In the last few years before the outbreak of the Civil War, another war stalked the borderlands of the Rio Grande Valley, this one between Mexico and Texas, personified by a reckless young Mexican grandee named Juan Nepomunceno Cortina. He was the ‘black sheep’ son of a large and wealthy family with considerable holdings on either side of the border; a handsome, dashing and impulsive man, quick to take offense at insult. For a number of reasons, most to do with his family wealth and influence, he was also seen as the champion of the poorer Mexican residents, who were not infrequently stung by Anglo contempt and injustice. For his own part, Cortina violently resented certain Anglo ranchers, including one Augustus Glavaecke, who had often accused Cortina of helping himself to his and other Anglo rancher’s livestock.
In spite of this, in 1858, Cortina was living at one of the family properties near Brownsville – close enough that he rode into town every day and whiled away the morning at a popular local coffee shop, drinking coffee and reading the newspapers. But one mid-June day, a former employee of his – Tomas Cabrera was drunk and disorderly, disrupting the peace and quiet of the coffee shop. Robert Spears, the city marshal, tried to arrest Cabrera, over the objections of Cortina. Spears answered Cortina with an insult, whereupon Cortina whipped out his pistol and shot Spears in the shoulder. He then grabbed his horse, pulling Cabrera up behind him, and galloped out of town. It was a spectacularly theatrical exit, and made him even more popular than ever among the poorer Mexicans along the border.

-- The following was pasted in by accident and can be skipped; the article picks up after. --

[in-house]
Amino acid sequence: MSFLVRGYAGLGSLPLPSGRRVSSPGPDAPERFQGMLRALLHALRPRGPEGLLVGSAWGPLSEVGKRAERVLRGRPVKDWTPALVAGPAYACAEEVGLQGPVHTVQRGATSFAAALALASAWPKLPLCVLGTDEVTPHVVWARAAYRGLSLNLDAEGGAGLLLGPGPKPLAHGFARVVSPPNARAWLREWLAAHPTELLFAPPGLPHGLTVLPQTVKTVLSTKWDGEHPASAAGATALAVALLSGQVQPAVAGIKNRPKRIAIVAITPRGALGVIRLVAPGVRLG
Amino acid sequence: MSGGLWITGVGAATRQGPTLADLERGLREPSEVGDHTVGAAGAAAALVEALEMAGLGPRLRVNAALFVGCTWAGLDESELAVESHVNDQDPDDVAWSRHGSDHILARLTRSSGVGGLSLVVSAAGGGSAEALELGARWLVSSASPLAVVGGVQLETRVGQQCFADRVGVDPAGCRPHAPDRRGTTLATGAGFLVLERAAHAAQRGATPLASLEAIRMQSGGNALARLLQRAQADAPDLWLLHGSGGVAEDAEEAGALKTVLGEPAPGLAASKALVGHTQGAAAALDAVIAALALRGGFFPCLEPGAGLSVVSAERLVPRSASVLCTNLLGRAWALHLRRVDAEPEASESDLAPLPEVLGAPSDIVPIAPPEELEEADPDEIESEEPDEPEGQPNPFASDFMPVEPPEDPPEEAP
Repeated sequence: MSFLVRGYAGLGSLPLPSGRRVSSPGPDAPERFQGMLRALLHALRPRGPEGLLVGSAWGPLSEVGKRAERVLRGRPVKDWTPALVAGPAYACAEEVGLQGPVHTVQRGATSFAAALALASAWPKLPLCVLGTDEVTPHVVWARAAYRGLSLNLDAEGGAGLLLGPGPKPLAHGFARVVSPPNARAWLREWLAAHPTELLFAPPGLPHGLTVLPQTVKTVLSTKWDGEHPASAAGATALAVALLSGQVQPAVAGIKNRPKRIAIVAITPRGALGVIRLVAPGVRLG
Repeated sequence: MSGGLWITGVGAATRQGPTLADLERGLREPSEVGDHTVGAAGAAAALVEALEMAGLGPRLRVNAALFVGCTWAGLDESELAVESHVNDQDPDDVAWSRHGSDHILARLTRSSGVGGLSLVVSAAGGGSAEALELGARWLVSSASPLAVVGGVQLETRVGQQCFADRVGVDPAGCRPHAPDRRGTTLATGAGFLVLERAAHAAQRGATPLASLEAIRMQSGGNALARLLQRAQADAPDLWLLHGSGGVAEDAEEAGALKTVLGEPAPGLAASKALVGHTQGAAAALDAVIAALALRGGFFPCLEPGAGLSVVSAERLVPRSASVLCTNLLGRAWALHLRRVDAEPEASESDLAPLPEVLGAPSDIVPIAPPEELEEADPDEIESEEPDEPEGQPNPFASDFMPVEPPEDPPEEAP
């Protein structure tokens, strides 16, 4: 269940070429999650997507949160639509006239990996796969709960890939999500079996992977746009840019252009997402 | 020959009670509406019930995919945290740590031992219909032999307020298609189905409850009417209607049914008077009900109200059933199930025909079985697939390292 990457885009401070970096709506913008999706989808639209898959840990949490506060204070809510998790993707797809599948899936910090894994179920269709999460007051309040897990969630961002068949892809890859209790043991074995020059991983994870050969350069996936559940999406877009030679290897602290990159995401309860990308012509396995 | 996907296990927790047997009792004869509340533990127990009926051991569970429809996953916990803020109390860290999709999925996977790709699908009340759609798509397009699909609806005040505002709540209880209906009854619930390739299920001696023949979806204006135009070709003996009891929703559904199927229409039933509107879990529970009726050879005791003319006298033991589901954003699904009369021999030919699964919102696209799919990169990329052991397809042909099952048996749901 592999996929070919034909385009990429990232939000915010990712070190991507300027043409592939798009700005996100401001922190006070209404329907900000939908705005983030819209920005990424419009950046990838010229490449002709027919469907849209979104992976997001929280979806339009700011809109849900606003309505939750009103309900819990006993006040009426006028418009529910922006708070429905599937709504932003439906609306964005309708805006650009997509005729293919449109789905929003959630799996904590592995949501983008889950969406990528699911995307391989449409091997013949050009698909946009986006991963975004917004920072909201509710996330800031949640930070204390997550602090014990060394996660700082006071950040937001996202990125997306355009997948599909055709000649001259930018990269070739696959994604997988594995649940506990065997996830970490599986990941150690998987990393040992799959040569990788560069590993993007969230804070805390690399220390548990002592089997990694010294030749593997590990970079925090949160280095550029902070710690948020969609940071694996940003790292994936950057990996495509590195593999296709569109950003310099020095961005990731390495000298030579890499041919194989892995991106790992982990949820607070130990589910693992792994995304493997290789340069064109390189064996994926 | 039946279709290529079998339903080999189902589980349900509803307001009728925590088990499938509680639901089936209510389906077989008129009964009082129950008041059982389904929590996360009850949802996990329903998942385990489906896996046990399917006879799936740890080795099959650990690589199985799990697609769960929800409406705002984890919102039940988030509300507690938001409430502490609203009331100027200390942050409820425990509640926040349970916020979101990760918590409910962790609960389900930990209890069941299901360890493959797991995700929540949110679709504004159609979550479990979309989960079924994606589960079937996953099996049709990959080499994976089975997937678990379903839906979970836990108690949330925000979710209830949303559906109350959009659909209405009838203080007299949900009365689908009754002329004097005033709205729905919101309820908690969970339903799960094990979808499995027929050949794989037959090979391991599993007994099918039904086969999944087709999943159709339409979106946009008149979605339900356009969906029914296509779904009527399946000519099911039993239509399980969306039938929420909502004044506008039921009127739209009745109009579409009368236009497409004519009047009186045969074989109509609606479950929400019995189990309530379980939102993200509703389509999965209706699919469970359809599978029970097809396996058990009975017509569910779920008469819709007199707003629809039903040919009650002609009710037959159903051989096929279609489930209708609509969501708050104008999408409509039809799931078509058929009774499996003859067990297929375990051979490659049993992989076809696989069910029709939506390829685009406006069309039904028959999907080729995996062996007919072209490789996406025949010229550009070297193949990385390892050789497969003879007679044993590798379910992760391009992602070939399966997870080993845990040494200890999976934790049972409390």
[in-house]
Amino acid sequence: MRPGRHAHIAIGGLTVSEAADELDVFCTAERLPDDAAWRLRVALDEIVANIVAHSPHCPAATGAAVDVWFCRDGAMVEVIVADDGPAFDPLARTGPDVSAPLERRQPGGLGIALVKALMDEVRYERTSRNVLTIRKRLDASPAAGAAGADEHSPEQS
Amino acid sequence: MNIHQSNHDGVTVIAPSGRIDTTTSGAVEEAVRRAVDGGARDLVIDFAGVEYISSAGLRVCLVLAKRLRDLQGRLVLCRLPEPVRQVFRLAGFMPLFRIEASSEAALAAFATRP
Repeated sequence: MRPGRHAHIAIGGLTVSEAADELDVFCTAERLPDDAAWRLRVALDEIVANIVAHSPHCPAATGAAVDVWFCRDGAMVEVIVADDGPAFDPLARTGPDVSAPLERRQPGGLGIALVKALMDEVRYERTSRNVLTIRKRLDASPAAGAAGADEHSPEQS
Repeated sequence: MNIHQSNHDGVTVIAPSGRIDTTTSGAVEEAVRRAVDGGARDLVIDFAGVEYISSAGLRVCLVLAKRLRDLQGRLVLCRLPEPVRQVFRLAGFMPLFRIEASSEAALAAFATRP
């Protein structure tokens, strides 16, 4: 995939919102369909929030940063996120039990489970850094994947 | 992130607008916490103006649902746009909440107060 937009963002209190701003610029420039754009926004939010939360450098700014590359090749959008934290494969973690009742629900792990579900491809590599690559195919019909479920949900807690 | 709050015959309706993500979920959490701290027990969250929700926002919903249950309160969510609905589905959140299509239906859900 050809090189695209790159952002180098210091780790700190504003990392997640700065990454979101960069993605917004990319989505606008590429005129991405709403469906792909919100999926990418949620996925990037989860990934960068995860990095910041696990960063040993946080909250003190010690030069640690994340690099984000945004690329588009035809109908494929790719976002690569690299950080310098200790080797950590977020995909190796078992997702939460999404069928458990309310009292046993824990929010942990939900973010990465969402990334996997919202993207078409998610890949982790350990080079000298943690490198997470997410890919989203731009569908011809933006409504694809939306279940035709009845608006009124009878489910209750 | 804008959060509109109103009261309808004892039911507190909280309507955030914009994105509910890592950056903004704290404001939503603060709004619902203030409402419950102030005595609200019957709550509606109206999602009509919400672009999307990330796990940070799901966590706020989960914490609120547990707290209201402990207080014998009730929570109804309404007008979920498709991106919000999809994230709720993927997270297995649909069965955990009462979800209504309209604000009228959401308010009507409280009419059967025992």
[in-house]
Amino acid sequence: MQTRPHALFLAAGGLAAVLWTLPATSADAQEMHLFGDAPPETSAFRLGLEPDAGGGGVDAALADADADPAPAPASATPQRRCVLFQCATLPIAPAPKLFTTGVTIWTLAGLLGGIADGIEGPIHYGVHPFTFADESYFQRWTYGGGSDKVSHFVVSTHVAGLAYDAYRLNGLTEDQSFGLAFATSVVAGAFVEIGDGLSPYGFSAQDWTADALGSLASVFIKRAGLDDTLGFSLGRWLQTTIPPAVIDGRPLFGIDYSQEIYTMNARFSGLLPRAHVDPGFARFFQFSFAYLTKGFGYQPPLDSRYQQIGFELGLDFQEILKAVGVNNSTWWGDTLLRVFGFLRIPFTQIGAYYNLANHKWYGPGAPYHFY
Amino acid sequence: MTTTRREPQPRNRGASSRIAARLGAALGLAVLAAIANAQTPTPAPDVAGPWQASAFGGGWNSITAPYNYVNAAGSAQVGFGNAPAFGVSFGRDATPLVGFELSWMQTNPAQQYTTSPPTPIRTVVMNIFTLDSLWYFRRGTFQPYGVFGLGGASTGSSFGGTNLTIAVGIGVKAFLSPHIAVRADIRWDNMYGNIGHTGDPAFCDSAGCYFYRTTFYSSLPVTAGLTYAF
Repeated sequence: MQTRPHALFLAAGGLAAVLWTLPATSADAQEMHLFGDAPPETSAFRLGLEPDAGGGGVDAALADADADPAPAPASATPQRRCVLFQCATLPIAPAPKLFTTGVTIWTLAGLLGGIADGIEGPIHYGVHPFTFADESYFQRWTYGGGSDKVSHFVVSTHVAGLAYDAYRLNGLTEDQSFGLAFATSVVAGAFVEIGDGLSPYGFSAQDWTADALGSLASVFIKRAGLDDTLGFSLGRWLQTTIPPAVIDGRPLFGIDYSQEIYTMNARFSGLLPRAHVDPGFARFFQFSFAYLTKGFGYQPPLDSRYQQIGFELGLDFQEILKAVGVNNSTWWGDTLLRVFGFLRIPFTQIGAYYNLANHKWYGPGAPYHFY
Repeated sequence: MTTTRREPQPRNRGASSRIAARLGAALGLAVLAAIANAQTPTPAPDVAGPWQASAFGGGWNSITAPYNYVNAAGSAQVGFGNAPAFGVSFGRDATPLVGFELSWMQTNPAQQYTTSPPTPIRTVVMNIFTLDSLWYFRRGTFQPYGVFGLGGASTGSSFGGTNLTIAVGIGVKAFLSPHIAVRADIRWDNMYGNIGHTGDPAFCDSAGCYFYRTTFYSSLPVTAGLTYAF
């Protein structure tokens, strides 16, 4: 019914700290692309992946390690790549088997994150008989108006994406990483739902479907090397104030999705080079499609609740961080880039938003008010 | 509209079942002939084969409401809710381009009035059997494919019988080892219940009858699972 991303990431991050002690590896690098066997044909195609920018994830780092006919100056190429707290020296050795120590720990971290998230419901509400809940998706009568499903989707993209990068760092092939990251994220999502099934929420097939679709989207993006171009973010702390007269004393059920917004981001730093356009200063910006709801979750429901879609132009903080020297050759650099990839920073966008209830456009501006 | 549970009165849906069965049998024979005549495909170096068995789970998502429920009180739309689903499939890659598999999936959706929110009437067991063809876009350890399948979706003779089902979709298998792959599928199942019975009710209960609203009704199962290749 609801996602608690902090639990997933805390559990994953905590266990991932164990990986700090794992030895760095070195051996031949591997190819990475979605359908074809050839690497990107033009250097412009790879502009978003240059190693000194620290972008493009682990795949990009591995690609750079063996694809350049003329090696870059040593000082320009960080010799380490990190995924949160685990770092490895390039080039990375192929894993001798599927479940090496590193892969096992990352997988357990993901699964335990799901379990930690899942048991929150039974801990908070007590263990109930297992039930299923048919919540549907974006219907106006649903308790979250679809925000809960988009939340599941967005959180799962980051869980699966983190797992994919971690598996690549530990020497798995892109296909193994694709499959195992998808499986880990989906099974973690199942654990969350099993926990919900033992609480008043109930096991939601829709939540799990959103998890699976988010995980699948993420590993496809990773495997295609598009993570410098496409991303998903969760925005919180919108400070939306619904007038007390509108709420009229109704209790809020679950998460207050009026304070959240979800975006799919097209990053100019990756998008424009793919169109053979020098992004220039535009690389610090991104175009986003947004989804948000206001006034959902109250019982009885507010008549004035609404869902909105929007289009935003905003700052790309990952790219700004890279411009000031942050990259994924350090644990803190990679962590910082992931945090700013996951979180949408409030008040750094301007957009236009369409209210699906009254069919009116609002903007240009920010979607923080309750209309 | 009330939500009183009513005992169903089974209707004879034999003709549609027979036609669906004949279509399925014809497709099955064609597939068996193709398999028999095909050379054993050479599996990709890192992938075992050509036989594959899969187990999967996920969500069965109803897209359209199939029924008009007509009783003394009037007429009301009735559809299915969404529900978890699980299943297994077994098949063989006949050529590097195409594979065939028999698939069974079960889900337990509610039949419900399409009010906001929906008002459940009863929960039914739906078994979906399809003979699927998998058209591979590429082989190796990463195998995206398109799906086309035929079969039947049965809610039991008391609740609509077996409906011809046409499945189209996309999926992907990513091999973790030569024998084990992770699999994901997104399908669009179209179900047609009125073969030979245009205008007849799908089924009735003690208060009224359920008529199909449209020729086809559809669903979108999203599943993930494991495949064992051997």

Cortina lay low at the ranch for some month, while those Anglo residents of Brownsville – especially those who entertained lively suspicions about him – wondered what he would get up to next. He was buying horses and recruiting men for some purpose, probably nefarious. It didn’t come clear until the end of September, the morning after a grand ball in Matamoros, which practically everyone of means, Anglo and Mexican had attended. In the wee hours of the morning, Cortina rode into town with a hundred of his mounted, well-armed new best friends, and took it over, lock, stock and both barrels. He was after a number of his bitterest enemies, rancher Glavaecke and Marshal Spears among them. They escaped, but three other Americans and a Mexican who tried to shield one of the Americans died at the hands of Cortina’s men. They broke into the jail, liberating about a dozen prisoners, but murdering the jailor. They also tried to hoist the Mexican flag over the deserted American compound of Fort Brown.